“Insurgency came suddenly upon our country,” Akinremi explained. “It has not always been there, so no one prepared for it. Even those in the military didn’t prepare for terrorism, let alone the journalists.”

Raheem Adedoyin, special adviser on communications strategy to the Kwara (southeastern Nigeria) state government and secretary of the IPI Nigerian National Committee, calls the lack of training the second-most-serious threat to the safety of journalists in Nigeria, behind the country’s general insecurity. Adedoyin suggested journalists are not trained on how to report on Boko Haram or how to avoid danger because “training is not even available”.

Journalists are safer when they learn what precautions to take and what support they will need when reporting in a conflict zone. They also need to be aware that they may require substantial financial resources to buy their way out of trouble, according to Adedoyin. To address the absence of training, ThisDay encourages its reporters to apply for international trainings and fellowships.

The most effective way Nigerian media houses safeguard their journalists is by keeping them out of hazardous situations in the first place. Bello said ThisDay tries to remove its reporters from unsafe areas when they receive threats.

“Our main weapon is avoidance,” Yusuf said. “We try not to be too heroic.” He explained that news is often gathered after the terrorists have left an area, when the threat is lower. News organisations do not send journalists into dangerous situations unless the journalists volunteer to go.

When journalists cover Boko Haram, they are encouraged to alert the armed forces and make contingency plans to receive emergency assistance. Then at least the security forces will know they are in danger, Adedoyin said.

If a reporter receives a threat, the media outlet will advise him or her to report the incident to the police, who may increase surveillance. However, journalists say that Nigerian security forces are not necessarily able to help.

“Police cannot protect anybody,” Bello said, emphasising that Boko Haram poses a threat to all Nigerians, not just to journalists. Yusuf agreed that the police are sometimes too overwhelmed to help. “The most reliable thing is to protect yourself.”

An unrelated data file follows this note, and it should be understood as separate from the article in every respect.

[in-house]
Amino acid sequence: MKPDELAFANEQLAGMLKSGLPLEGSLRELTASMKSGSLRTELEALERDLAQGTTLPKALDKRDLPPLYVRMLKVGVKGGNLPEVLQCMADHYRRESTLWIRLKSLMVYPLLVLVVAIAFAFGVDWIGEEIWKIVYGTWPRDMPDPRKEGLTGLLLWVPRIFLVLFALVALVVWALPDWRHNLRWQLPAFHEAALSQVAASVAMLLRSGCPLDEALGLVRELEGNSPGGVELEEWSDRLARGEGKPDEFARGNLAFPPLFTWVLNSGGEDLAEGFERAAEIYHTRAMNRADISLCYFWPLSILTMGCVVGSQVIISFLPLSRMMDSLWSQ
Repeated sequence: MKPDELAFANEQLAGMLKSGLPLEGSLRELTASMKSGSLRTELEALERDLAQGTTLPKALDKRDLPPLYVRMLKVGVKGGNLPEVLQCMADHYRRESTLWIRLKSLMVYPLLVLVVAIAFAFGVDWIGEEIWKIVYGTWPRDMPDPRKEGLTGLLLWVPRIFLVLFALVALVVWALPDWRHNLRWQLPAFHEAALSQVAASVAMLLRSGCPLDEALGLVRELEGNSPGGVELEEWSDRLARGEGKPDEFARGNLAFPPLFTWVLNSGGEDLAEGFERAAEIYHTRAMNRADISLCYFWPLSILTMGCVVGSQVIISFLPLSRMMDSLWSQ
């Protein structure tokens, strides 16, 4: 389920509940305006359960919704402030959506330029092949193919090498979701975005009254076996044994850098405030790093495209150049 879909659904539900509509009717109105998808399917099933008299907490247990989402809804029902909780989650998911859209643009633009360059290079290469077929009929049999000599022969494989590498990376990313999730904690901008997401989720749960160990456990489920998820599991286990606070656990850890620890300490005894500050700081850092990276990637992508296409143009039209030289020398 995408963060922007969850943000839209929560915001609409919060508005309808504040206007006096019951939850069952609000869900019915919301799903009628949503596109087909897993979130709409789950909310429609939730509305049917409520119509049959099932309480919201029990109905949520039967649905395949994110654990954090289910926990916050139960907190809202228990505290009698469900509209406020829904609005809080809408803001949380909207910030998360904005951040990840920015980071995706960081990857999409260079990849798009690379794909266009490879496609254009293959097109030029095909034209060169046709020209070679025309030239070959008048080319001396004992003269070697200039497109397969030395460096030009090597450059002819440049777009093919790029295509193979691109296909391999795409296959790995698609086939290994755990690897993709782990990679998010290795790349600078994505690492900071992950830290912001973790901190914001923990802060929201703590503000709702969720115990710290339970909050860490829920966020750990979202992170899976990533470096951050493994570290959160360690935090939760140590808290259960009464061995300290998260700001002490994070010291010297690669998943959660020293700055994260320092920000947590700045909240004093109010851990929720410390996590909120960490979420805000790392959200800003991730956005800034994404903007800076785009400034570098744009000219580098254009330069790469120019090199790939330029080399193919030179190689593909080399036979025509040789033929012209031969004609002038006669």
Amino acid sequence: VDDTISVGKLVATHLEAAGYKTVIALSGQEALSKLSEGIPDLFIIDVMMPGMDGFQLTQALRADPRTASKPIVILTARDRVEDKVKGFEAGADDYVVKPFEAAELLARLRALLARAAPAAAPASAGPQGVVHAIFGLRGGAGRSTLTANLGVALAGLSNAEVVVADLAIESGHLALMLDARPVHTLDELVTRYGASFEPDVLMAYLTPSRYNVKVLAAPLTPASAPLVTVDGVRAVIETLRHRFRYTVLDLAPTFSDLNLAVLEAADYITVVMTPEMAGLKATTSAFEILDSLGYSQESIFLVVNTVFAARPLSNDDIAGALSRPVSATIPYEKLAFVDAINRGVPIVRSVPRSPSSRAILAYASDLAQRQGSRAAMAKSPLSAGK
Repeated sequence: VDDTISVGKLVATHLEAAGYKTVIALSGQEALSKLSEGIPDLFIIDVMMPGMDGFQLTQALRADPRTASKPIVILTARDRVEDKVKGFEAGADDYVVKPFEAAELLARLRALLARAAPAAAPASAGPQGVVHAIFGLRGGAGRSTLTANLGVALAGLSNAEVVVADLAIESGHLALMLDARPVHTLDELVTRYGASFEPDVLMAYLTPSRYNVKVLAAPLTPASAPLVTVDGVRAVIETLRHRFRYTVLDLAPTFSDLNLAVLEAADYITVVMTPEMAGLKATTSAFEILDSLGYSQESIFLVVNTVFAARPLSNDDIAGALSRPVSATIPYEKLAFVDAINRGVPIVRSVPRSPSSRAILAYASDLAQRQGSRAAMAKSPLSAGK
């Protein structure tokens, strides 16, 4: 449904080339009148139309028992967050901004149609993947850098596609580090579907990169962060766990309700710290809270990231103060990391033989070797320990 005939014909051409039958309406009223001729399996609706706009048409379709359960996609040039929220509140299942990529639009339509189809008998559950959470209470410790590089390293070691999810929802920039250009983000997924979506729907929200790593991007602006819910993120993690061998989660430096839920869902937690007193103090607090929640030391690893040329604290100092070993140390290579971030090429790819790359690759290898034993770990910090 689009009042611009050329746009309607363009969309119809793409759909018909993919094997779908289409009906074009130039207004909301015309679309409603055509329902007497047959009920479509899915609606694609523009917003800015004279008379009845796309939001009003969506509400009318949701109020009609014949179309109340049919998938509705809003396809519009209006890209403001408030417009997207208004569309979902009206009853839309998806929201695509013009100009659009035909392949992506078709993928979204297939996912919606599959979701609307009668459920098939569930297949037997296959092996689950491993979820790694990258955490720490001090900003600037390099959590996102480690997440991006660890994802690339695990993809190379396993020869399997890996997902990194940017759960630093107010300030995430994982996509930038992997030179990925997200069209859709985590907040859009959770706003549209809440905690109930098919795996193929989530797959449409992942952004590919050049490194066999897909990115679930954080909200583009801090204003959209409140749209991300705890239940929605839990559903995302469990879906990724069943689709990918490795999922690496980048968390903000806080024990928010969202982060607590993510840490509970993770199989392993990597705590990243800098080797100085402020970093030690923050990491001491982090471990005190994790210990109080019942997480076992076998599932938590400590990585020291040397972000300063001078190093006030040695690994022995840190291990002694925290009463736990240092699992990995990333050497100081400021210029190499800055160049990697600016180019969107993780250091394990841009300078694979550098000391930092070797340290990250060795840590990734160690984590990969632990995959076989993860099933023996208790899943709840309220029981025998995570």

Akinremi said he has been “keeping a low profile” following the death threat against him in May, adding: “The police seem not to have the resources.”

Covering conflict in Nigeria is made even more risky by the absence of insurance for reporters. Many journalists operate without life or health insurance. Although Nigeria’s pension laws require all registered companies to provide group life insurance for their permanent employees, for financial reasons not all newspapers comply.

“Life insurance does not exist for Nigerian journalists,” said Akinremi, though he added that the Nigerian Union of Journalists (NUJ) was currently championing the cause. The more journalists can rely on insurance policies, according to Yusuf, the more risks they will be able to take.

Some media organisations do provide basic health insurance. ThisDay does not offer insurance, but Bello, ThisDay’s director, said that his reporters have policies through their union. Purchasing individual insurance is out of reach for most journalists because their pay is often meagre.

Yet, despite the hazards and lack of resources, Nigerian journalists fearlessly continue reporting. They do not turn to self-censorship, Akinremi affirms. “Most journalists write without harbouring fear of any kind in their minds,” he said. “Journalists around here are not known to take any precaution. It is the reason we put our bylines on the stories.”

Akinremi said that he knows expressing certain views can make a journalist the object of an attack. But, he explained, “I want to do my job regardless”.